In February 2014, Chinese photographer Xiaoxiao Xu captured the festival over three weeks, travelling from village to village, mesmerised by the event’s “mysterious atmosphere”
The preparations begin in the early hours; the sun is yet to rise. It is winter, just after the Chinese New Year, in the Baoji region, Shaanxi province, in north-west China on the cusp of the Gobi Desert. Soon, the stillness of the crisp air will be alive with folk art, music and performance. It is the start of the annual Shèhuŏ festival.
In February 2014, Chinese photographer Xiaoxiao Xu captured the festival over three weeks, travelling from village to village, mesmerised by the event’s “mysterious atmosphere”. Initially, other work commitments and the Covid-19 pandemic forced Xu to put the project on hold. However, she was eventually able to return to the series, which will be published this summer as the photobook Shooting the Tiger, with The Eriskay Connection.
Shèhuŏ’s origins stretch back to the Zhou dynasty (c1046–256BC) when villagers performed special ceremonies hoping the gods would grant them a rich and fruitful harvest. “People also call the festival ‘Shehu’, which translates as ‘shooting the tiger’,” Xu explains. “The tiger, in this case, represents the demon and symbolises bad luck.”
During contemporary festivities, following a prayer gathering at the village temple, hundreds of performers unite in a parade, taking on the roles of gods, Buddha, mythical animals and characters from folk legends. The elaborate costumes and face make-up dazzle against the white, snowy landscape. “[The make-up] reflects a character’s personality,” Xu explains. “A red-painted face symbolises loyalty and bravery, while a white face is used for traitors; the colour yellow is usually reserved for bravery, and demons and gods are painted with gold and silver.”
However, instead of focusing on this lively procession, Xu’s images frame individuals during the quiet moments of anticipation just before. We watch as final touches are administered; belts tightened. Children, dressed in simpler costumes, are ready first and sit waiting with their friends. We peek through windows or follow characters as they walk to join the parade. Each generation, young and old, plays a part. The event is as much about bringing the community together as it is about honouring cultural history.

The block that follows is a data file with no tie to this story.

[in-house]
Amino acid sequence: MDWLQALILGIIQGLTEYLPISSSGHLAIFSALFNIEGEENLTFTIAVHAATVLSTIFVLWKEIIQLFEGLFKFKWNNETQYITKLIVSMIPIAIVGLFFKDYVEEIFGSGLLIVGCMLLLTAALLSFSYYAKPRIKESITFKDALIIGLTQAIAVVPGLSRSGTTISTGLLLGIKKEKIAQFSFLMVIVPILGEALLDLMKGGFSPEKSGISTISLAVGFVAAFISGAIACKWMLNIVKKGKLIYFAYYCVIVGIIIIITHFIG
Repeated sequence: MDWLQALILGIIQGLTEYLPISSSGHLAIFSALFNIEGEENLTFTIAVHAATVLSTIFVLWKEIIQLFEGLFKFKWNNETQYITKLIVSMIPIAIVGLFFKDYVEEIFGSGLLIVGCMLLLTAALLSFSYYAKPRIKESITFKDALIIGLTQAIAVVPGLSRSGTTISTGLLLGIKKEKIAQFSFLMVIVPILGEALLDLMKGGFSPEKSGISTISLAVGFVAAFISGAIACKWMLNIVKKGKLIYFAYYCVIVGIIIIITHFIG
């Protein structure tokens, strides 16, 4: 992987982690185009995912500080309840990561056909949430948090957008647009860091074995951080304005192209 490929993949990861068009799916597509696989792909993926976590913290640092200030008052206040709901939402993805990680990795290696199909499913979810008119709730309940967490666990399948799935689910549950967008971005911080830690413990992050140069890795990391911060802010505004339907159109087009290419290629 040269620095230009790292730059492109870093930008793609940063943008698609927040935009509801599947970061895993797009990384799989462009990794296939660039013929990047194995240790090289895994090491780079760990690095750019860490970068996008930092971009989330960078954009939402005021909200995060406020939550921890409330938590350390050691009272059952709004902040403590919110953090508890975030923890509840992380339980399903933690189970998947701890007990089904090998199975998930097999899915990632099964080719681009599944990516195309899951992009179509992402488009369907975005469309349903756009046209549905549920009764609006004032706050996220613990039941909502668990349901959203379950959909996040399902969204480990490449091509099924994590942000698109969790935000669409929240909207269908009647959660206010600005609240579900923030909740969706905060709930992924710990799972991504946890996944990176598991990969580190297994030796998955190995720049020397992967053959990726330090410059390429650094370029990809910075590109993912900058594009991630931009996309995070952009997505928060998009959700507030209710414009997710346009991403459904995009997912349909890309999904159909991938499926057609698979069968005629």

Traditions in China vary between regions and provinces. Indeed, before creating the project, Xu had never been to this part of the country. “Shèhuŏ event is exotic and strange for someone like me, coming from south-eastern China,” she reflects. Xu has lived in the Netherlands since she was 15 years old but was born and raised in Wenzhou, an industrial port city in Zhejiang province. Her practice explores the history and cultural customs of her home country, and how these translate to contemporary life. Building on her heritage and the experience of living in Europe, Xu applies her unique perspective to create work that emphasises the nuances of Chinese culture and pushes against generalisations.
“China is often snowed under by alarming news, and the country’s cultural aspects in the West often remain underexposed,” she says. “With this project, I want to shine a light on these hidden aspects; break things open, bring life and light, emphasise nuances. I want people to come into contact with other worlds, other ways of seeing and thinking.”